Nelson D. Young

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Some of the most difficult phylogenetic questions in evolutionary biology involve identification of the free-living relatives of parasitic organisms, particularly those of parasitic flowering plants. Consequently, the number of origins of parasitism and the phylogenetic distribution of the heterotrophic lifestyle among angiosperm lineages is unclear. Here(More)
Rates of synonymous nucleotide substitutions are, in general, exceptionally low in plant mitochondrial genomes, several times lower than in chloroplast genomes, 10–20 times lower than in plant nuclear genomes, and 50–100 times lower than in many animal mitochondrial genomes. Several cases of moderate variation in mitochondrial substitution rates have been(More)
Several ways of incorporating indels into phylogenetic analysis have been suggested. Simple indel coding has two strengths: (1) biological realism and (2) efficiency of analysis. In the method, each indel with different start and/or end positions is considered to be a separate character. The presence/absence of these indel characters is then added to the(More)
The analysis of synonymous and nonsynonymous rates of DNA change can help in the choice among competing explanations for rate variation, such as differences in constraint, mutation rate, or the strength of genetic drift. Nonphotosynthetic plants of the Orobanchaceae have increased rates of DNA change. In this study 38 taxa of Orobanchaceae and relatives(More)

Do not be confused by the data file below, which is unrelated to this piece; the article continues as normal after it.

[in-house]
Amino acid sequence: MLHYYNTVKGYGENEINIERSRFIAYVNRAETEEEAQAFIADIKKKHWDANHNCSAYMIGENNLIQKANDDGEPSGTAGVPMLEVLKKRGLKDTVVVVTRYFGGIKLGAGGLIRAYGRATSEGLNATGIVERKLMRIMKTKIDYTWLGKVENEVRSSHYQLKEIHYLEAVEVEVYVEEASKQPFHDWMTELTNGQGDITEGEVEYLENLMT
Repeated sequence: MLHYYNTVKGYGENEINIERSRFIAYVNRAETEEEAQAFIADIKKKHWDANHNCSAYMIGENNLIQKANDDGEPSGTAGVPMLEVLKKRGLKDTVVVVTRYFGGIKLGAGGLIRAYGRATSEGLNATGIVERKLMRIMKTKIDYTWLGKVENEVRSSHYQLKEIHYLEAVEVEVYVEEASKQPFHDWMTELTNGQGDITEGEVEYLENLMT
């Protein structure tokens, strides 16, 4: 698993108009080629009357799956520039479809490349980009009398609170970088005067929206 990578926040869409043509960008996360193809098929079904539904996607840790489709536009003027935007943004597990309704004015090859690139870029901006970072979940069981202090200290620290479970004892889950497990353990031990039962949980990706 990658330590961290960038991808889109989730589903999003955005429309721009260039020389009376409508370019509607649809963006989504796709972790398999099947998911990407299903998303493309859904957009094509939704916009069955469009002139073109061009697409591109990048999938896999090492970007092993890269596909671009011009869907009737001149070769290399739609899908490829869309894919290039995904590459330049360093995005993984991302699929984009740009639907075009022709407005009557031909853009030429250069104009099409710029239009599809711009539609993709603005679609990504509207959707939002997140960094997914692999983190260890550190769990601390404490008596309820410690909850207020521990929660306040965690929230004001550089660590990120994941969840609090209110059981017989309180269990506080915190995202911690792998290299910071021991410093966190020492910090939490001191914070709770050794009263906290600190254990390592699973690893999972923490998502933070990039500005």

The overwhelming predominance of dextral coiling in gastropods is an outstanding and puzzling phenomenon. A few sinistral specimens (left coiling individuals) have been found in many dextral species. Only six sinistral shells have ever been found in Cerion; we base this analysis on the five available shells. We ask whether reversed symmetry is a simple(More)
Geobacter species in a phylogenetic cluster known as subsurface clade 1 are often the predominant microorganisms in subsurface environments in which Fe(III) reduction is the primary electron-accepting process. Geobacter bemidjiensis, a member of this clade, was isolated from hydrocarbon-contaminated subsurface sediments in Bemidji, Minnesota, and is closely(More)
State-of-the-art DNA sequencing technologies are transforming the life sciences due to their ability to generate nucleotide sequence information with a speed and quantity that is unapproachable with traditional Sanger sequencing. Genome sequencing is a principal application of this technology, where the ultimate goal is the full and complete sequence of the(More)
Geobacter species grow by transferring electrons out of the cell - either to Fe(III)-oxides or to man-made substances like energy-harvesting electrodes. Study of Geobacter sulfurreducens has shown that TCA cycle enzymes, inner-membrane respiratory enzymes, and periplasmic and outer-membrane cytochromes are required. Here we present comparative analysis of(More)
The indica rice variety Dee Geo Woo Gen (DGWG) was the source of the semidwarf gene (SD1) which played an important role in the Green Revolution. In the present study, resistance (R) genes to the US race (isolate) IB54 of Magnaporthe oryzae, causal agent of rice blast disease, was investigated. Two recombinant inbred line mapping populations, consisting of(More)
The small, annual grass Brachypodium distachyon (L.) Beauv., a close relative of wheat (Triticum aestivum L.) and barley (Hordeum vulgare L.), is a powerful model system for cereals and bioenergy grasses. Genome-wide association studies (GWAS) of natural variation can elucidate the genetic basis of complex traits but have been so far limited in B.(More)